As most of you know, I’m a huge Linux fan and I tend to try every distribution as it is released. Recently, I decided to give the Solus 4 distribution a try. Solus has been rapidly gaining ground in the rankings on the popular Distrowatch website and as such, I felt like now was a good time to share my thoughts with an updated Solus Review.
[su_note]This review has been updated and is now based on the most recent Solus 4 release. [/su_note]
Solus is a unique distribution in that it is written from scratch, something we don’t see that often anymore. Most new distributions tend to choose from either Debian, Ubuntu (technically they are the same thing to some extend), Arch or something else. Very rarely do we see a new “from scratch” distribution. Not only that, very rarely do we see a GOOD from scratch distribution.
Solus has been out for a couple of years now and version 4 is the currently available version. It uses the custom built Budgie desktop as the main desktop environment.
The install tool for Solus is super easy to use and quick, I had the system installed in no time with zero issues. Boot times are very fast as well and in only a couple of seconds, I went from starting my computer to the desktop with everything loaded and ready to go.
The Budgie Desktop
Here’s how the desktop looks running Solus Budgie 4 at the moment. I should mention that they do offer MATE & Gnome desktop editions of Solus as well if you, god forbid, don’t like Budgie for some insane reason.
By default, the desktop is very straight forward with a slick interface. The menu is in the bottom left (similar to Windows) while a selection of default applications (Firefox, File Manager, Gnome MPV and more) pinned to the right of it. On the far right hand side is the system tray with various icons.
Budgie has support for the addition of extra applets as well. Applets are small applications that run within the panel and can be added via the Budgie Desktop Settings app which I’ll get into more in a moment.
The far left icon, as mentioned, is the one that expands the application menu, shown below.
On the right side of the screen is Raven, the slide-in panel for notifications and applets, shown below. Here it is with the Applets tab active.
There is also a tab within Raven to view all of your notifications quickly and easily.
Modifying and Customizing Solus
Everything about the environment (Budgie itself, not the OS) can be configured within the Budgie Settings application, which is accessible in the App Menu. Here’s how it looks.
You can easily add new panels and change settings here, including icon themes and more. When you click on one of your panels, such as the “Bottom Panel” shown above, you are given further customization options.
Clicking on each applet within the list will load their settings on the right, if there are any, so you can customize them individually. You can also add new applets that you install or move them from here with ease.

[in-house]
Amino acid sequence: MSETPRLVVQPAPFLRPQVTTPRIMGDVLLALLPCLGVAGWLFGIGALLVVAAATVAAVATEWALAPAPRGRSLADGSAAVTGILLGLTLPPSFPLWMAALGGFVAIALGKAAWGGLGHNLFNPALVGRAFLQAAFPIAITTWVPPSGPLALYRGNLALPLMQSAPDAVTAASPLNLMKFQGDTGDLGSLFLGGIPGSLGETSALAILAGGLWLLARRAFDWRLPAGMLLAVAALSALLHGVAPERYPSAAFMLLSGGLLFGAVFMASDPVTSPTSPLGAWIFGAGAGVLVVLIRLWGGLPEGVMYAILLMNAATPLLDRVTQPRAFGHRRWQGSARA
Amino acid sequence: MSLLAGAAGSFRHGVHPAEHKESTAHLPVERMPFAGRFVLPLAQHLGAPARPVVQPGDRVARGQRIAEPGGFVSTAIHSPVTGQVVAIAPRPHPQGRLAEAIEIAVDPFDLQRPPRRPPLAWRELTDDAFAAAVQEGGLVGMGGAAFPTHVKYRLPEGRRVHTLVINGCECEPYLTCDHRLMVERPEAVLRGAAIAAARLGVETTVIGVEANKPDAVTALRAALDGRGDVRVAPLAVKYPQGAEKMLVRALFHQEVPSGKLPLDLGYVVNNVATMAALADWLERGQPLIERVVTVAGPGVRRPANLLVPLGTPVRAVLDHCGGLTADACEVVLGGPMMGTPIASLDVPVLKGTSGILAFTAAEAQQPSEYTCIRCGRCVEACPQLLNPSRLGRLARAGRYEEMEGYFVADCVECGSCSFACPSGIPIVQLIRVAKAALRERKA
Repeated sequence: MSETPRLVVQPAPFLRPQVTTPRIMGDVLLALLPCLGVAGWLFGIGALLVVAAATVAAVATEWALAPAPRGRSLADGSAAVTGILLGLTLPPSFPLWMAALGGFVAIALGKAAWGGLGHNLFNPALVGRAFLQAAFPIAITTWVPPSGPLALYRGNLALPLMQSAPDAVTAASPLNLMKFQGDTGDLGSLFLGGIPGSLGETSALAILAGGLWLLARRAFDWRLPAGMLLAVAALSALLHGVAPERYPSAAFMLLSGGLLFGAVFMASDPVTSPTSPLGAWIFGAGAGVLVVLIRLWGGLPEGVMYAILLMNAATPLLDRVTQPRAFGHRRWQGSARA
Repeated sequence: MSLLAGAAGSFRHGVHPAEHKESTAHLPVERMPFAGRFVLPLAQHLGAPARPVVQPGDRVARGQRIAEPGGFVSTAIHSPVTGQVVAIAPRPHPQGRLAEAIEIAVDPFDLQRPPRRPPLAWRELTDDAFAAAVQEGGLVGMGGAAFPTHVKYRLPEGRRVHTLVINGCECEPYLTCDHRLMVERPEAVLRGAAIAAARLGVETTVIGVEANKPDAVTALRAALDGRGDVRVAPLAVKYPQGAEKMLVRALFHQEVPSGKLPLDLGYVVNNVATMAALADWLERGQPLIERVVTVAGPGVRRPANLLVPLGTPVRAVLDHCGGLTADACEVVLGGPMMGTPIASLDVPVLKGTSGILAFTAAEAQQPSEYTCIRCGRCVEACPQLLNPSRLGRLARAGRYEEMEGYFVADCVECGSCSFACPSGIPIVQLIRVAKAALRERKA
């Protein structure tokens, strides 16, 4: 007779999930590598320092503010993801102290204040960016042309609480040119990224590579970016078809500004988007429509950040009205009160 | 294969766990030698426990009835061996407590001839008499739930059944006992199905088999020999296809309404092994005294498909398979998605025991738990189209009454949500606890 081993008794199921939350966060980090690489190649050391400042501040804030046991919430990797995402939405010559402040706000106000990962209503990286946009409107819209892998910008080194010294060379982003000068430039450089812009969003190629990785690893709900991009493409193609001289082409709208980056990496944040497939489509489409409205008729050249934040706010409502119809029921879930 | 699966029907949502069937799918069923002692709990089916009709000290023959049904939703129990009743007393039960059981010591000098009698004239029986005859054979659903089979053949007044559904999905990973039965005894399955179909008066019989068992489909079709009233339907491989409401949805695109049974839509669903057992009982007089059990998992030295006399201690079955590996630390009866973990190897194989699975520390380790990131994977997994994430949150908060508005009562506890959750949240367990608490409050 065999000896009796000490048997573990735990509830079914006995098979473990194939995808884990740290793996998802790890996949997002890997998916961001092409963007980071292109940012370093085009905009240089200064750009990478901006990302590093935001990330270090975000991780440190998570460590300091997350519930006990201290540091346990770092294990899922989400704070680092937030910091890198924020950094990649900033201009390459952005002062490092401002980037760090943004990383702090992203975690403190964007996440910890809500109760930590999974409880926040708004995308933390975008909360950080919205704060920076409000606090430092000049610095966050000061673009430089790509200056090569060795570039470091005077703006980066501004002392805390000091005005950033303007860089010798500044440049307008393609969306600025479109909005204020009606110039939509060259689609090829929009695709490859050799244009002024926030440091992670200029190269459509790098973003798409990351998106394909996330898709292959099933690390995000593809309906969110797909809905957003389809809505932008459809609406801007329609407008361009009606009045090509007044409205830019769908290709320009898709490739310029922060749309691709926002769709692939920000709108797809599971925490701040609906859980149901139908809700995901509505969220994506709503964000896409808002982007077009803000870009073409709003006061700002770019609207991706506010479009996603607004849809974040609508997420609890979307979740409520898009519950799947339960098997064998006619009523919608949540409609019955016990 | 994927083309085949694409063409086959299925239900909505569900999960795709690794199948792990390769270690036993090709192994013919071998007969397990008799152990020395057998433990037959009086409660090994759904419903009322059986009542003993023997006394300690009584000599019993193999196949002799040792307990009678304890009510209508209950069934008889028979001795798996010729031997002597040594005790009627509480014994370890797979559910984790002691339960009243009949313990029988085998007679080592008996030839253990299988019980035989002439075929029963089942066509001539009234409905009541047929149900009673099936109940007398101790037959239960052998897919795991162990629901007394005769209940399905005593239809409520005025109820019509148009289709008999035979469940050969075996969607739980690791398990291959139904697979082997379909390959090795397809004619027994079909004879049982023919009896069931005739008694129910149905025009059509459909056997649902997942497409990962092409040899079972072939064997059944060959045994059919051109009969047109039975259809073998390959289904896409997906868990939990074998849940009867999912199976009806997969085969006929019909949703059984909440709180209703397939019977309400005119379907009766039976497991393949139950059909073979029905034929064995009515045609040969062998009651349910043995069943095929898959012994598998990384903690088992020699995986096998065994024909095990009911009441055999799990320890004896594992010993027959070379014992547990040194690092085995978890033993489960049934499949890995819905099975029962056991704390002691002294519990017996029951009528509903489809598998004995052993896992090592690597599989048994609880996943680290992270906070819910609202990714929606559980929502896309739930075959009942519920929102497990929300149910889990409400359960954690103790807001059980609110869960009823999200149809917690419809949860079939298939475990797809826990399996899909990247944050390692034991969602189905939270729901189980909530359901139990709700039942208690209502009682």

New applications are installed via the Software Center.
Due to the fact that Solus was developed from scratch, the repositories are nowhere near as large as they are on other systems such as Ubuntu and Arch but to be honest, I found everything I needed and was quite impressed to see that there was nothing I felt I was lacking.
There are also some Third Party apps that are available which you can find in the Third Party section of the Software Center.
Package installation is crazy fast and I was super impressed with how slick and elegant the package management tool is. If you are a command line user, you can always use the terminal and “sudo eopkg install <packagename>” your way to happiness just as quickly. I find myself rotating between the two, mostly using the terminal as my installation method and the app itself to find out what is available to install.
All other settings can be accessed from the Settings app which is the same as the one found in the latest Gnome desktop releases.
My Solus Review Conclusions
I installed Solus in a hotel room prior to meeting with a client and after using it for only a few days, I have decided to keep it on my main laptop as my daily driver. I have had zero issues and no speed complaints whatsoever. Everything has been smooth and has worked exactly as I’d want it to. I’m actually kind of thrown off because I almost always find something that could use fixing but I have to be honest, Solus 4 is a slick and stable release. The most impressive thing about this release is the speed. It might just be me but I feel as though the system is much faster than most I’ve used.
And luckily, if I ever need support, there is also an excellent Help Center available here for those with questions: https://getsol.us/help-center/home/
To be fair to other distributions, I’m giving Solus a 4/5 but this is mostly due to the size of the software repositories which are still quite small compared with other distros. While I don’t consider this an issue for most people, including myself, I do think we need to see an increase before it’s the Perfect distro. I will say, however, that it’s pretty damn close.
I highly recommend giving Solus a try and letting me know your thoughts. I’m curious how many of you will end up using it as your main OS, like I have. To try Solus, visit them on the web at https://getsol.us/.
For me, I’ll keep running Solus and update this article if anything changes. Thanks for reading my Solus review!